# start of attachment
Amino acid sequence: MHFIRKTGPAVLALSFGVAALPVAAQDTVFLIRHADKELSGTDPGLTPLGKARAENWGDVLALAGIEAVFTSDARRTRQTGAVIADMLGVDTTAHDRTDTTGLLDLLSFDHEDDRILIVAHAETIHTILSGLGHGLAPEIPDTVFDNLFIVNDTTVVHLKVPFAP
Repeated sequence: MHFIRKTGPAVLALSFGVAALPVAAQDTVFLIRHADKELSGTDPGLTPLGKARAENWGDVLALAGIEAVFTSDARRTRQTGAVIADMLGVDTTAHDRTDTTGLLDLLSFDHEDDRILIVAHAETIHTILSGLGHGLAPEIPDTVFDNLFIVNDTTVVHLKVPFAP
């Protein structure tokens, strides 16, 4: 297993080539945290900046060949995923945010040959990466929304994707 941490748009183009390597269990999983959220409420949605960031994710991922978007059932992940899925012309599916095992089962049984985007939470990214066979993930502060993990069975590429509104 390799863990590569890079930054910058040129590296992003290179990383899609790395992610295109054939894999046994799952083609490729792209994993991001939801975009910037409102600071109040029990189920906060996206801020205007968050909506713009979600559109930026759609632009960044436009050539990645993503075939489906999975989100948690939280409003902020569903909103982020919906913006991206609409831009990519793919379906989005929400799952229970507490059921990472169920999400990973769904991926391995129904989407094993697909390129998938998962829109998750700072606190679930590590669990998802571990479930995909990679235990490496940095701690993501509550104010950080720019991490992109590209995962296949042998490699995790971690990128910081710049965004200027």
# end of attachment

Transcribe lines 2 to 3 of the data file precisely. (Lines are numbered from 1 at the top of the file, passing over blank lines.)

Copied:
Repeated sequence: MHFIRKTGPAVLALSFGVAALPVAAQDTVFLIRHADKELSGTDPGLTPLGKARAENWGDVLALAGIEAVFTSDARRTRQTGAVIADMLGVDTTAHDRTDTTGLLDLLSFDHEDDRILIVAHAETIHTILSGLGHGLAPEIPDTVFDNLFIVNDTTVVHLKVPFAP
């Protein structure tokens, strides 16, 4: 297993080539945290900046060949995923945010040959990466929304994707 941490748009183009390597269990999983959220409420949605960031994710991922978007059932992940899925012309599916095992089962049984985007939470990214066979993930502060993990069975590429509104 390799863990590569890079930054910058040129590296992003290179990383899609790395992610295109054939894999046994799952083609490729792209994993991001939801975009910037409102600071109040029990189920906060996206801020205007968050909506713009979600559109930026759609632009960044436009050539990645993503075939489906999975989100948690939280409003902020569903909103982020919906913006991206609409831009990519793919379906989005929400799952229970507490059921990472169920999400990973769904991926391995129904989407094993697909390129998938998962829109998750700072606190679930590590669990998802571990479930995909990679235990490496940095701690993501509550104010950080720019991490992109590209995962296949042998490699995790971690990128910081710049965004200027």